A patient who feels ill and complains of chills, fever and pain in the rectum or anus could be suffering from an anal abscess or fistula. These medical terms describe common ailments about which many people know little.
What is an anal abscess?
An anal abscess is an infected cavity filled with pus found near the anus or rectum.
What is an anal fistula?
An anal fistula, almost always the result of a previous abscess, is a small tunnel connecting the anal gland from which the abscess arose to the skin of the buttocks outside the anus.
What causes an abscess?
An abscess results from an acute infection of a small gland just inside the anus, when bacteria or foreign matter enters the tissue through the gland. Certain conditions – colitis or other inflammation of the intestine, for example – can sometimes make these infections more likely.
What causes a fistula?
After an abscess has been drained, a tunnel may persist connecting the anal gland from which the abscess arose to the skin. If this occurs, persistent drainage from the outside opening may indicate the persistence of this tunnel. If the outside opening of the tunnel heals, recurrent abscess may develop.
What are the symptoms of an abscess or fistula?
Symptoms of both ailments include constant pain, sometimes accompanied by swelling, that is not necessarily related to bowel movements. Other symptoms include irritation of skin around the anus, drainage of pus (which often relieves the pain), fever, and feeling poorly in general.
Does an abscess always become a fistula?
No. A fistula develops in about 50 percent of all abscess cases, and there is really no way to predict if this will occur.
How is an abscess treated?
An abscess is treated by draining the pus from the infected cavity, making an opening in the skin near the anus to relieve the pressure. Often, this can be done in the doctor’s office using a local anesthetic. A large or deep abscess may require hospitalization and use of a different anesthetic method. Hospitalization may also be necessary for patients prone to more serious infections, such as diabetics or people with decreased immunity. Antibiotics are not usually an alternative to draining the pus, because antibiotics are carried by the blood stream and do not penetrate the fluid within an abscess.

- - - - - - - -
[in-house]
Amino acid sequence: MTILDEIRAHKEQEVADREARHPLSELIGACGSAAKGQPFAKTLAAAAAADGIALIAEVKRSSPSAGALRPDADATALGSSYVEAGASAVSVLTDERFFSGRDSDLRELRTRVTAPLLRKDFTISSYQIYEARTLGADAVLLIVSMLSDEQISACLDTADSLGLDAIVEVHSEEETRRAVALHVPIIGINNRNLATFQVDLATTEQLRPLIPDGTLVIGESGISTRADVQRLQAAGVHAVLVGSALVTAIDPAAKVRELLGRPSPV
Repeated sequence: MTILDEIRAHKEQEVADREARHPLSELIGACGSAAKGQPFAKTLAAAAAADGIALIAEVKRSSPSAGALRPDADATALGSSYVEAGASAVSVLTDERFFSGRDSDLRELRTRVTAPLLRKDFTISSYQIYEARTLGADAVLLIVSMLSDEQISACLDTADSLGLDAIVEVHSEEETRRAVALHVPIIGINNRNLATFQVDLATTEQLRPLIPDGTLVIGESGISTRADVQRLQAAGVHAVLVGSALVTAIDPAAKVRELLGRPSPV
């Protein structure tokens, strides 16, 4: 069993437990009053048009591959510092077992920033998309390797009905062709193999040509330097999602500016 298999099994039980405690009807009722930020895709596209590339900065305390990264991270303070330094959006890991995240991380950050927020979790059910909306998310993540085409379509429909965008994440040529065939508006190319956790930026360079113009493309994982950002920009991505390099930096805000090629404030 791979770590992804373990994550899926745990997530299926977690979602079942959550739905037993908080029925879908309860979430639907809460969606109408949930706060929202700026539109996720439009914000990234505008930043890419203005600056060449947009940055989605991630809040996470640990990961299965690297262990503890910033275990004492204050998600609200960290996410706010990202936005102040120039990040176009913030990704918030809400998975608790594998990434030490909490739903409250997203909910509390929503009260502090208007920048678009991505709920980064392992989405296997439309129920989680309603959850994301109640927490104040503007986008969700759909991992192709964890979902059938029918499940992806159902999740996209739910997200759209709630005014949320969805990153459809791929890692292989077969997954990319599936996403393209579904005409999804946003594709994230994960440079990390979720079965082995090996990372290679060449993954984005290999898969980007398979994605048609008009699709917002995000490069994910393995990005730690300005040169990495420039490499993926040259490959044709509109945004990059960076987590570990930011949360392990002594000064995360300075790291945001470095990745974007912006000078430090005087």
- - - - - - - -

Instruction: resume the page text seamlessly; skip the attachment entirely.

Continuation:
What about treatment for a fistula?
Surgery is necessary to cure an anal fistula. Although fistula surgery is usually relatively straightforward, the potential for complication exists, and is preferably performed by a specialist in colon and rectal surgery. It may be performed at the same time as the abscess surgery, although fistulae often develop four to six weeks after an abscess is drained sometimes even months or years later. Fistula surgery usually involves cutting a small portion of the anal sphincter muscle to open the tunnel, joining the external and internal opening and converting the tunnel into a groove that will then heal from within outward. Most of the time, fistula surgery can be performed on an outpatient basis – or with a short hospital stay.